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Amstrad portable PPC 640

PostPosted: Sun Apr 18, 2010 8:41 am
by tezza ... =283154231

Nice going Clinton,

Given this was working, had the box, disks and everything else this was quite a collectable item. I was toying up whether to go for it myself but I'm sticking to a strict "limited-number"-only policy due to lack of room.

$80 is a good price to get it for. Methinks had I been in the hunt myself I probably would have pushed out around $100.

Re: Amstrad portable PPC 640

PostPosted: Sun Apr 18, 2010 11:03 pm
by YetiSeti
You know what, I think it was a good buy too but somehow I am slightly less enthused with the prospect of having to find a place for it also. I'M OUT OF ROOM !!! My main museum room reaches the ceiling on all four sides now, and to my chagrin the room only has four sides.

There's been quite a few (I think several) of these computers sell in the last couple of years and I wouldn't be surprised if there's a few more boxed ones to be found given it's one of the more recent in production of computers that fit the vintage category. I've paid around $115+post for an unboxed one off trademe when there weren't too many of them turning up and it had undescribed cracks in the hinge mechanism which make it pretty rickety to open up.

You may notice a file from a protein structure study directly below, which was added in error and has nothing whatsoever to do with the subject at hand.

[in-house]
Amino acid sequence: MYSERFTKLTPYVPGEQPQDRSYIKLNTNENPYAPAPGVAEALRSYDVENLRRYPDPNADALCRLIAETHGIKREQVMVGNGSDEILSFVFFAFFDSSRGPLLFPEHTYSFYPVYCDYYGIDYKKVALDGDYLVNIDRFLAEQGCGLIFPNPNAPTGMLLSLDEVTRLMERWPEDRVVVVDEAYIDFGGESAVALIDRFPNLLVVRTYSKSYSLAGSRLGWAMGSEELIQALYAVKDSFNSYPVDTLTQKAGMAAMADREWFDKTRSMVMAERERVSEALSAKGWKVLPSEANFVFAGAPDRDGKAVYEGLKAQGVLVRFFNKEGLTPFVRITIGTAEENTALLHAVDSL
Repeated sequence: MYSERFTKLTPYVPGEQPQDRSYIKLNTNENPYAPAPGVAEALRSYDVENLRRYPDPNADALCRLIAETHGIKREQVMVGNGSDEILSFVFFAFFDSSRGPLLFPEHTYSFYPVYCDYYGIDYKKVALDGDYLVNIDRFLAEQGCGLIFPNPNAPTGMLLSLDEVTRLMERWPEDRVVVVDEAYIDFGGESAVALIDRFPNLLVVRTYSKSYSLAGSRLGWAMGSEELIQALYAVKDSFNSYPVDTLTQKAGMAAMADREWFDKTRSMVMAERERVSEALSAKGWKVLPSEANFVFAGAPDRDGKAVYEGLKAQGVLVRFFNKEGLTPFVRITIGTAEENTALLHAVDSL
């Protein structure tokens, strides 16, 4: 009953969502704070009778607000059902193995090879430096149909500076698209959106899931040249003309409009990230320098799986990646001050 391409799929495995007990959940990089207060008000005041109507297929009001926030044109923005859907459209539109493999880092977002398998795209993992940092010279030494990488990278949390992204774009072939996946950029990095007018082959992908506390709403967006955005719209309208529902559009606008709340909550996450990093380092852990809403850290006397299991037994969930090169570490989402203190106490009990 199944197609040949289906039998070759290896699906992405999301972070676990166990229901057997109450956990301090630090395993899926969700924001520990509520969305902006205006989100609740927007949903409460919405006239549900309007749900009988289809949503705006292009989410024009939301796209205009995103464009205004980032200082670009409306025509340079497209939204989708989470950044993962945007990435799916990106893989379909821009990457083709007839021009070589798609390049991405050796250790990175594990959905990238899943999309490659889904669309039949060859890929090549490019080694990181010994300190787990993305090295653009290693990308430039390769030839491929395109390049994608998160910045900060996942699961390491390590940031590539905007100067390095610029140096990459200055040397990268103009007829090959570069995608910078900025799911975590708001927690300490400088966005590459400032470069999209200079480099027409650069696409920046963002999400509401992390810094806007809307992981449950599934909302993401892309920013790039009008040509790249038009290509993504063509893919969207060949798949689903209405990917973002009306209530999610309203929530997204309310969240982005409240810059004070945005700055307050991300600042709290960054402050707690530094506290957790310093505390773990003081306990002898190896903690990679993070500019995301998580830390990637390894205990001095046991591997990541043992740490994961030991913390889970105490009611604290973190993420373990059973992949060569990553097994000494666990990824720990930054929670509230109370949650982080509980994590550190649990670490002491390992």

I don't know if I'd call it a classic computer. The shape is pretty unique and a great looking (I'm not saying practical) design. What is your definition of "classic" ? (you probably say on your site somewhere if I have another look). Sounds like another subjective term like the "what is a vintage computer" debated on another thread.

Re: Amstrad portable PPC 640

PostPosted: Mon Apr 19, 2010 4:13 pm
by tezza
No, I wouldn't call it classic although, like you say, the term is very subjective. Classic to me means memorable due to a combination of popularity, usefulness, age or an innovation that really caught on therefore had historical significance.

I've got a few non-classic micros in my collection already. The Colour Genie, the RX8800 are not really classics for example. Neither is the Aquarius but I have that there as an example of classic computer cock-ups as far as misreading the market is concerned.